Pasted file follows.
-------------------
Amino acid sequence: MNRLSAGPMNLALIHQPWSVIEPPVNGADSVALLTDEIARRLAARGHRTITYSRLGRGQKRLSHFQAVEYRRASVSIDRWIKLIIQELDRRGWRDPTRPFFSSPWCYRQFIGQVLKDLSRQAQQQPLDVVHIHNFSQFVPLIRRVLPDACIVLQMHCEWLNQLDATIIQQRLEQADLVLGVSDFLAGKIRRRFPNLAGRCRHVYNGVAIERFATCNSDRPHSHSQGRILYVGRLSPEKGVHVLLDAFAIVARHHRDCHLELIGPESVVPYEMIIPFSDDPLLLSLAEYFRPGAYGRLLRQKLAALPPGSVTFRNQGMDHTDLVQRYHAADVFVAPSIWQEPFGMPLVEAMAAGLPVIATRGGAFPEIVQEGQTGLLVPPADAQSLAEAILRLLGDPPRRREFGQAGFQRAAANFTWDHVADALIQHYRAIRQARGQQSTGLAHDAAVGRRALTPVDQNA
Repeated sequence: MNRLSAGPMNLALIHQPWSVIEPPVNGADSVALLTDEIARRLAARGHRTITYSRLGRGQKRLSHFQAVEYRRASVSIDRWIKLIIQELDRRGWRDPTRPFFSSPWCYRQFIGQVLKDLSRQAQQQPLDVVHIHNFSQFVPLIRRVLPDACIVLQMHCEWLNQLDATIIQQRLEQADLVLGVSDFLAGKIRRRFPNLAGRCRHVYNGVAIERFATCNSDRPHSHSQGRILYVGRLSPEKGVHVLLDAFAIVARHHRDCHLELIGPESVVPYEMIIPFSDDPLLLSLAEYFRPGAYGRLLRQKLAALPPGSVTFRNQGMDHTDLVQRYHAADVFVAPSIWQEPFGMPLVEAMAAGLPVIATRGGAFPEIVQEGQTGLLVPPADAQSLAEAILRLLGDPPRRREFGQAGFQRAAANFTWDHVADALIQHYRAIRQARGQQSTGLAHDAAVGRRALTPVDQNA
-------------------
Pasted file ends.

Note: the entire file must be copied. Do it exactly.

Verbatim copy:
Amino acid sequence: MNRLSAGPMNLALIHQPWSVIEPPVNGADSVALLTDEIARRLAARGHRTITYSRLGRGQKRLSHFQAVEYRRASVSIDRWIKLIIQELDRRGWRDPTRPFFSSPWCYRQFIGQVLKDLSRQAQQQPLDVVHIHNFSQFVPLIRRVLPDACIVLQMHCEWLNQLDATIIQQRLEQADLVLGVSDFLAGKIRRRFPNLAGRCRHVYNGVAIERFATCNSDRPHSHSQGRILYVGRLSPEKGVHVLLDAFAIVARHHRDCHLELIGPESVVPYEMIIPFSDDPLLLSLAEYFRPGAYGRLLRQKLAALPPGSVTFRNQGMDHTDLVQRYHAADVFVAPSIWQEPFGMPLVEAMAAGLPVIATRGGAFPEIVQEGQTGLLVPPADAQSLAEAILRLLGDPPRRREFGQAGFQRAAANFTWDHVADALIQHYRAIRQARGQQSTGLAHDAAVGRRALTPVDQNA
Repeated sequence: MNRLSAGPMNLALIHQPWSVIEPPVNGADSVALLTDEIARRLAARGHRTITYSRLGRGQKRLSHFQAVEYRRASVSIDRWIKLIIQELDRRGWRDPTRPFFSSPWCYRQFIGQVLKDLSRQAQQQPLDVVHIHNFSQFVPLIRRVLPDACIVLQMHCEWLNQLDATIIQQRLEQADLVLGVSDFLAGKIRRRFPNLAGRCRHVYNGVAIERFATCNSDRPHSHSQGRILYVGRLSPEKGVHVLLDAFAIVARHHRDCHLELIGPESVVPYEMIIPFSDDPLLLSLAEYFRPGAYGRLLRQKLAALPPGSVTFRNQGMDHTDLVQRYHAADVFVAPSIWQEPFGMPLVEAMAAGLPVIATRGGAFPEIVQEGQTGLLVPPADAQSLAEAILRLLGDPPRRREFGQAGFQRAAANFTWDHVADALIQHYRAIRQARGQQSTGLAHDAAVGRRALTPVDQNA